Archive for the 'New Year New Art' Category

Another worthy collaborative alliance

Sunday, January 22nd, 2017

“Behold, how good and pleasant it is when
brothers dwell in unity!”
— Psalms 133:1
 

Collage collaboration is thriving in the Bluegrass. Robert Hugh Hunt and I began to think about a new project earlier last year, to follow our double-piece venture of 2015 (unveiled at the Kentucky Artisan Center’s It Takes Two show, featured at JUXTAPOSED, and also recognized in the state capitol rotunda as part of the 2016 Governor’s Derby Exhibit). Based on a thumbnail sketch in my journal that suggested a pair of interlocking shapes, we each took a 16×20 canvas-on-wood construction and worked independently on a solution to our “puzzle.” As we shared images online, a color scheme evolved as visual ideas echoed. Out of the gate, a found drawing of lupine eyes would demand a lower face with grinning mouth. Before long, we had exchanged a digital simulation of how the pieces would configure. Robert responded with a television element after I pasted the face of Fidel into a vintage TV set. (Strangely enough, this was a few weeks before the dictator’s demise.) When my partner, known for his mixed-media roosters, drew a chicken head, I added a corresponding game fowl to further the red-black theme. Did my fragment of a playing card spark his array of floating club symbols? His hand-drawn kissers certainly inspired my pencil and acrylic rendering of the “photo-booth” Kennedys.
   
   

 
 
 
 
 
 
 
 
 
 
 
 
 
 
 
 
 
 
 
 
 

Finishing touches were made after we had shared our final interim images. When our halves converged for the culminating “intercourse,” we thought it desirable for me to install a clamping device, so that the components might stand alone in the future. I explored possibilities and tried some ideas at my workbench, but, alas, I have never been an engineer. Fortunately, my kind collaborator was comfortable with a decision to join them permanently and declare victory.

‘Dreams Aligned’ (a collaborative collage construction by John Andrew Dixon and Robert Hugh Hunt) at the 2017 NEW YEAR NEW ART exhibition ~ Community Arts Center, Danville, KentuckyAll in all, I found our creative teamwork to be an immensely satisfying collaboration. The result was selected to be part of the local NEW YEAR NEW ART winter exhibition. Even though the interlocking feature of the artwork is probably more discernible when viewing it in person, it makes for a provocative online impression, and we were pleased that it was designated as the promotional poster for the show. the 2017 NEW YEAR NEW ART exhibition ~ Community Arts Center, Danville, KentuckyAfter I had sorted through dozens of potential titles with a lack of conviction, Robert coined the phrase that stuck. He wrote this to me when he summed up our experimental process:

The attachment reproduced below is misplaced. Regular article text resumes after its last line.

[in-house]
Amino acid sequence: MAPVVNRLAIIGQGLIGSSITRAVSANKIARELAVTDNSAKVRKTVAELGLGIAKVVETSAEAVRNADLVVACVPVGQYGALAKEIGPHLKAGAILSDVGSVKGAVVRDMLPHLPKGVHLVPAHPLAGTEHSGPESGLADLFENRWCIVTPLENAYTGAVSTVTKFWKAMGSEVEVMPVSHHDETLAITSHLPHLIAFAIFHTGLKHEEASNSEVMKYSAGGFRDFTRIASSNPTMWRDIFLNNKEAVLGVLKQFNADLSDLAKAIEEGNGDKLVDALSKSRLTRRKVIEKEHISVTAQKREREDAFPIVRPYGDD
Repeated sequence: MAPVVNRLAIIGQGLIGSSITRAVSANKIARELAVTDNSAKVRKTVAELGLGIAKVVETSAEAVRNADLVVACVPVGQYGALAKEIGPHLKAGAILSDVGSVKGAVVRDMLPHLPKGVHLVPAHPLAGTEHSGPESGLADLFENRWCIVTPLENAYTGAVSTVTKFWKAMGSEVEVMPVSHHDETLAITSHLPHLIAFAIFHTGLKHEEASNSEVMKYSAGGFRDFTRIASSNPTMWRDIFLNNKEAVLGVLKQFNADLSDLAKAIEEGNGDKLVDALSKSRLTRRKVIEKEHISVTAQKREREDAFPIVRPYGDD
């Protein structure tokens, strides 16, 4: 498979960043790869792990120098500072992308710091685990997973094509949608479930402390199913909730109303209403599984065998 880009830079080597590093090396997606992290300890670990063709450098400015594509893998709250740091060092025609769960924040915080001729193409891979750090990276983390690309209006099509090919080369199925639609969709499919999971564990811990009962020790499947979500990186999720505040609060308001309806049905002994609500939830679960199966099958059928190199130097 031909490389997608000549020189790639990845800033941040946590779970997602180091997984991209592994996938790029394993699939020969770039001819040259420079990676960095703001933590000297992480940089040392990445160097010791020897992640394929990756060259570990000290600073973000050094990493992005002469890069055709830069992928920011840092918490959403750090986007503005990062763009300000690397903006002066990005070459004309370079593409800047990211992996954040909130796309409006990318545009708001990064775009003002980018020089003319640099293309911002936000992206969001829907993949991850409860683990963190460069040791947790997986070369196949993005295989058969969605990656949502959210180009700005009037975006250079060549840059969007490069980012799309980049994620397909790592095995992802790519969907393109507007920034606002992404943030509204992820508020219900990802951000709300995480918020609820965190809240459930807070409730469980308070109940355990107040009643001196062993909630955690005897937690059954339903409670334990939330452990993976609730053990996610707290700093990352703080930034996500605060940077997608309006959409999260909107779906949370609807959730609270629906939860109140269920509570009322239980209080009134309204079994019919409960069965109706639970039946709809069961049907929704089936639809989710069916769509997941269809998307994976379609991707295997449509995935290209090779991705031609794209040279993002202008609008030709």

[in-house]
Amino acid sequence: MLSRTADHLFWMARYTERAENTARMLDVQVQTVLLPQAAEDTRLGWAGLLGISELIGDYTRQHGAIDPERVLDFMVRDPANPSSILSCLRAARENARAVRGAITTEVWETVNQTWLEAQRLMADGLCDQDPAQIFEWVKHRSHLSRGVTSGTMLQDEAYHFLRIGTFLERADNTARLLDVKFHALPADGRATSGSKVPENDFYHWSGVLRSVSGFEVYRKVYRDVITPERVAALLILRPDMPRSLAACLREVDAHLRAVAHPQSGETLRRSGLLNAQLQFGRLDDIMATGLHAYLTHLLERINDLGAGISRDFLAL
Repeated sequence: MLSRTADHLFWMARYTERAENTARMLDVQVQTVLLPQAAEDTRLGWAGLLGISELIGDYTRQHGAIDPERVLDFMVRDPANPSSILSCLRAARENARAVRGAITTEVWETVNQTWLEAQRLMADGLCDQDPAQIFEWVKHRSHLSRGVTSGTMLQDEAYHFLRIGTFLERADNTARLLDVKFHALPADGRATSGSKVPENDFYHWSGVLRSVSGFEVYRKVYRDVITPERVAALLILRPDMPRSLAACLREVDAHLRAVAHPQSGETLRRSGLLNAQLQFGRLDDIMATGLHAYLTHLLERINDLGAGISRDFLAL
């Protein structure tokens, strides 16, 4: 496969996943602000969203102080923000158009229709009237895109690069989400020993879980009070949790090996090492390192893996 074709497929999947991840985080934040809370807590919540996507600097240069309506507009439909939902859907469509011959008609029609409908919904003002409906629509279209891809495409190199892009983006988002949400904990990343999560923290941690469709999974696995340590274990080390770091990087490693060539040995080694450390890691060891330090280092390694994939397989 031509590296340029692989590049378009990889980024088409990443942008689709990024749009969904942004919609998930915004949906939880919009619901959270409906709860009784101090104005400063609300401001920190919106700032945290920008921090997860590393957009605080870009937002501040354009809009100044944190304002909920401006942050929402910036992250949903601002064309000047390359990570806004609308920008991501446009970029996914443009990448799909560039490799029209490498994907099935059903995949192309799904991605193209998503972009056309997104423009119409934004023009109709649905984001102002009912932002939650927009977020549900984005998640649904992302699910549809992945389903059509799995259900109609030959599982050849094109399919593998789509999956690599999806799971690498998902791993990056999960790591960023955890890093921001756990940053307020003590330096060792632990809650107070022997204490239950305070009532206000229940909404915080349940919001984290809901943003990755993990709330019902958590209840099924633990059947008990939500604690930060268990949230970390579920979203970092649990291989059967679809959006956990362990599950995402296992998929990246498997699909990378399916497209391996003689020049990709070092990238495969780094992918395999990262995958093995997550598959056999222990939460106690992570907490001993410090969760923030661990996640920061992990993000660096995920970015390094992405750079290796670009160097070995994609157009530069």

“Well, this collaboration was unlike any I had done. Most art collaborations have multiple artists working one at a time on a single piece until it is finished. As the artist, you are either ‘starting’ the collaborative piece or ‘finishing’ it, and, in cases with more than two collaborators, you could be working the ‘middle’ of the piece. But with Dreams Aligned, we took a different approach — creating two pieces, which I felt should stand on their own, and merging the two into one piece that not only worked as a whole, but made a stronger piece than the two works alone. And the fact that we had worked together successfully before, and understood each other’s artistic language, and that we kept a visual dialogue ongoing, showing each other the progress on their ‘half,’ following each other’s visual cues on medium, color, composition, etc. — in this way we were able to create a collaboration with two distinct artistic halves. It wasn’t a merging as much as an alignment of our artistic styles and languages, hence the title.”
 
Dreams Aligned ~ a collaborative collage construction ~ Kentucky artists John Andrew Dixon and Robert Hugh Hunt

Dreams Aligned
a collage collaboration by J A Dixon and R H Hunt
mixed-media construction, 26.75 x 26.5 inches
(left component by Dixon, right component by Hunt)
available for purchase

Empress of Wings — When is the flight over?

Sunday, January 15th, 2017

“I tell you what gets harder over the years, it’s coming to grips with ‘is it finished yet or do I want to make one more change?’”
– Burton Cummings

Being invited by our Community Arts Center to participate in the annual winter invitational of regional artists never fails to jump-start my burst of year-end activity. Submissions to the January-to-February show are required to have been completed after August. The request comes in late October, but, instead of selecting from completed works, I’ll typically commence a work specific to the exhibition in early November. I set a goal this time to produce my largest collage ever and to shoot some in-progress photos.

The first image below indicates how I blocked out the early composition with mostly larger elements. The second represents how the color-quantity contrasts and spatial manipulations resolved themselves. The last image is the finished work with final layering and a few closing refinements.